Retro Gaming- The King of Fighters ’95: (1995)


Many people who are hardcore fans of the fighting genre of gaming is aware of the level of popularity The King of Fighters series back in the 1990’s.  When King of Fighters ’94 made its debut in 1994 many people were blown away by the groundbreaking 2D gameplay seen in arcade centers. Some people argue that in terms of gameplay and 2D graphics that King of Fighters ’94 was just as good as the Street Fighter II titles of the early 90’s.   The following year a sequel to KOF ’94 was developed by SNK entitled The King of Fighter ’95 which also made its debut in arcade centers before receiving various ports to different home consoles.  After its release The King of Fighters ’95  was ported to Neo Geo, Neo Geo CD, PlayStation, Sega Saturn, and even Game Boy.

The release of KOF ’95 saw the inclusion of Lori  Yagami who was apart of the rival team which was one of many groups in the game.  Unlike KOF ’94 the groups in this game are according to allegiance & affiliation rather than country & nationality.  An example would include the division between affiliations such as Hero, Art of Fighting, Fatal Fury, Psycho Solder and others which generally consists of three characters from each group. The team edit  option makes things more exciting because it gives players the flexibility to build custom teams unlike KOF ’94 where teams were pre-selected based on which country one decided to choose. In King of Fighters ’95 includes at least 24 different characters to choose from including Kyo Kusanagi, Terry Bofard, Ryo Sakazaki, Robert Garcia, Mai Shiranui, Yuri Sakazaki,  Joe Higashi and many more.  KOF ’95 also includes the introduction of a sub-boss character known as Saisyu Kusanagi along with Rugal returning as a final boss.   Unlike the previous game Rugal has access to a new energy source known as “Orochi Power” which gives him the power to transform into “Omega Rugal.”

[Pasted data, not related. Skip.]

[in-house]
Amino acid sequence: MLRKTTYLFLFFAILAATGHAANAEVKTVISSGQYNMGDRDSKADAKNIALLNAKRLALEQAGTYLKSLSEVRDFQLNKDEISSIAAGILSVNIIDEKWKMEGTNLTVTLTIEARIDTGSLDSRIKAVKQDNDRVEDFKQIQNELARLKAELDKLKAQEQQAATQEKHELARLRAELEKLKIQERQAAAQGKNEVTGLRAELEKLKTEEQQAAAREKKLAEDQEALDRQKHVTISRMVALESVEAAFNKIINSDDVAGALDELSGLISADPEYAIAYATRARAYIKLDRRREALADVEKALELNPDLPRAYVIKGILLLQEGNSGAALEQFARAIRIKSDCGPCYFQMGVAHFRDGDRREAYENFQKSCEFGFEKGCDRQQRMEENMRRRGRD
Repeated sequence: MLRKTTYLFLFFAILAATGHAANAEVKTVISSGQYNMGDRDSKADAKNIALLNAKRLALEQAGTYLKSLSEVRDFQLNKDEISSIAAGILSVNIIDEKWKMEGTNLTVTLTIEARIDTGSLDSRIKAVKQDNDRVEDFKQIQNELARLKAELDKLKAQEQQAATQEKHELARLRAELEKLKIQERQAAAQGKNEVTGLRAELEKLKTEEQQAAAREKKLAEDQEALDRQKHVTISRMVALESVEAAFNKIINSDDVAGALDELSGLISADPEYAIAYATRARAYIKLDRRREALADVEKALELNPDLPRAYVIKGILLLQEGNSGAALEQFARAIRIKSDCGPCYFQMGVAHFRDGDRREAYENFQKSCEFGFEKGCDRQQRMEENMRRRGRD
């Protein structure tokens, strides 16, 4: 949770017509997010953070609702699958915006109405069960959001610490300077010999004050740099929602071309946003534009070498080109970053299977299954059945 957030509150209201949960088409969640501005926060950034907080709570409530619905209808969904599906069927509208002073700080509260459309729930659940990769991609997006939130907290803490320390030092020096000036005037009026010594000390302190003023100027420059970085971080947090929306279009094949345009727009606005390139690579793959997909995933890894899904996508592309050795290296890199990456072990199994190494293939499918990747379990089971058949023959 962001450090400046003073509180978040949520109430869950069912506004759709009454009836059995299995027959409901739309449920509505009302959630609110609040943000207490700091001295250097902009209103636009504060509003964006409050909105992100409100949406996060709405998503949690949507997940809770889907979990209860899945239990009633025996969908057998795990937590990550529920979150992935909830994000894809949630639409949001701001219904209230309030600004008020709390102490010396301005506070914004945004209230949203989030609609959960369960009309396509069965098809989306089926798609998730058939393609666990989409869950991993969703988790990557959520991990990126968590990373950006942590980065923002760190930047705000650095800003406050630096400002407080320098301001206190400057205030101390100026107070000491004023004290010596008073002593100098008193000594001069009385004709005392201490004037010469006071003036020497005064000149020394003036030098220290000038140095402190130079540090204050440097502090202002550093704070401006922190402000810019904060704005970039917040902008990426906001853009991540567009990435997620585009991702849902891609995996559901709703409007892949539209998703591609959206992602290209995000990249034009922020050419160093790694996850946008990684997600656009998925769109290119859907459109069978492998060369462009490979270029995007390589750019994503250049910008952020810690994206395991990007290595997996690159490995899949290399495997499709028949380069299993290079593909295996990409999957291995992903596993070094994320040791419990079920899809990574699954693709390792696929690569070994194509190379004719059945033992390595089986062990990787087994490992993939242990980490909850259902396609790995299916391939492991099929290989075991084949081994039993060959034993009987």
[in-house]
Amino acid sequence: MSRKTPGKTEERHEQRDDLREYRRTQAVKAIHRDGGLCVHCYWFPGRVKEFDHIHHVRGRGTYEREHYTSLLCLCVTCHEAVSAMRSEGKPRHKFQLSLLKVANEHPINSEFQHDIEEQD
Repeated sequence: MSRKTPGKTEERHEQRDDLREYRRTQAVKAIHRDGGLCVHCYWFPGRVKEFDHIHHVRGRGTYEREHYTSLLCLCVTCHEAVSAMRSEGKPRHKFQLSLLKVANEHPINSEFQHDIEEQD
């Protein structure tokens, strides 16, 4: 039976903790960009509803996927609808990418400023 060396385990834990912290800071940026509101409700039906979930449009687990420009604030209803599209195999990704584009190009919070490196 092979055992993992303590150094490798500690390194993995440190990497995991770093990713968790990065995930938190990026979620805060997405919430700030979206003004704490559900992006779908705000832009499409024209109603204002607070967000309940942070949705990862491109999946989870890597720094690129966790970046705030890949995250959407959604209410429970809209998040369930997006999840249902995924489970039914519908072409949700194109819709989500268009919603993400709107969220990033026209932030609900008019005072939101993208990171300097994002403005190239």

This game is so exciting because it features a crossover of characters from Fatal Fury & The Art of Fighting to create dream matches many people have been dying to see.  Some people would argue that KOF ’95 is more challenging than its predecessor while others would argue that it just as difficult depending on the player. Similar to KOF ’94 this game includes the use of super gauges & super combos that are sometimes difficult to initiate unless one is an expert at the game.  Some say that the controls of this game were difficult but that also depended if one played in the arcade versus a home console.  When it comes down to home console many know without a doubt that the Neo Geo probably the best version since it was the closest to the arcade version in terms of gameplay.  After its release King of Fighters ’95 was highly praised by gaming publications such as Electronic Gaming Monthly and was recognized as one of the best Neo Geo games of 1995.  Even though, this game is not talked about much King of Fighters ’95 was an underrated arcade classic that could rival the Street Fighter II series any day of the week.

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